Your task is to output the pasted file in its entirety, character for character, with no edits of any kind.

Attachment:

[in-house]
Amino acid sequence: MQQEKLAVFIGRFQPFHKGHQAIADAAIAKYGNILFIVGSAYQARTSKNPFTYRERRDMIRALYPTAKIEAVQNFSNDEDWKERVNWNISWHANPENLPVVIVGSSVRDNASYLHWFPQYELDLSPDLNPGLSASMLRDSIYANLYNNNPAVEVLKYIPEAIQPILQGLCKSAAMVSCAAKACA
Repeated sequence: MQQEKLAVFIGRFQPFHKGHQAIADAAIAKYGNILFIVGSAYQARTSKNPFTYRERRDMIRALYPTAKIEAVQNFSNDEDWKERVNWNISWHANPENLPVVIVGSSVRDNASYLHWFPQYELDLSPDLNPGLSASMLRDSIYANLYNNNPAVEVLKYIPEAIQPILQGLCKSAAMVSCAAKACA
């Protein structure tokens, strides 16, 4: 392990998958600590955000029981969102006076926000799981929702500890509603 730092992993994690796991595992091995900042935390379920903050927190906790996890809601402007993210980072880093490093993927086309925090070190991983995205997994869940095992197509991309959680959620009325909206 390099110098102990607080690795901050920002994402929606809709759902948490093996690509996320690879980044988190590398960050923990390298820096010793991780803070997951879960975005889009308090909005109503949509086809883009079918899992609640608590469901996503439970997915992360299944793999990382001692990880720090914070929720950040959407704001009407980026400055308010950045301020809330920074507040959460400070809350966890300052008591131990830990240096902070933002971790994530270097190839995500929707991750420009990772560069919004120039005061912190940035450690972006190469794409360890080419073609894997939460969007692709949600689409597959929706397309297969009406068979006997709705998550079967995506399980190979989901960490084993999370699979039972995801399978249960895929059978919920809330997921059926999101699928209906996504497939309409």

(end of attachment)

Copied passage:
[in-house]
Amino acid sequence: MQQEKLAVFIGRFQPFHKGHQAIADAAIAKYGNILFIVGSAYQARTSKNPFTYRERRDMIRALYPTAKIEAVQNFSNDEDWKERVNWNISWHANPENLPVVIVGSSVRDNASYLHWFPQYELDLSPDLNPGLSASMLRDSIYANLYNNNPAVEVLKYIPEAIQPILQGLCKSAAMVSCAAKACA
Repeated sequence: MQQEKLAVFIGRFQPFHKGHQAIADAAIAKYGNILFIVGSAYQARTSKNPFTYRERRDMIRALYPTAKIEAVQNFSNDEDWKERVNWNISWHANPENLPVVIVGSSVRDNASYLHWFPQYELDLSPDLNPGLSASMLRDSIYANLYNNNPAVEVLKYIPEAIQPILQGLCKSAAMVSCAAKACA
């Protein structure tokens, strides 16, 4: 392990998958600590955000029981969102006076926000799981929702500890509603 730092992993994690796991595992091995900042935390379920903050927190906790996890809601402007993210980072880093490093993927086309925090070190991983995205997994869940095992197509991309959680959620009325909206 390099110098102990607080690795901050920002994402929606809709759902948490093996690509996320690879980044988190590398960050923990390298820096010793991780803070997951879960975005889009308090909005109503949509086809883009079918899992609640608590469901996503439970997915992360299944793999990382001692990880720090914070929720950040959407704001009407980026400055308010950045301020809330920074507040959460400070809350966890300052008591131990830990240096902070933002971790994530270097190839995500929707991750420009990772560069919004120039005061912190940035450690972006190469794409360890080419073609894997939460969007692709949600689409597959929706397309297969009406068979006997709705998550079967995506399980190979989901960490084993999370699979039972995801399978249960895929059978919920809330997921059926999101699928209906996504497939309409």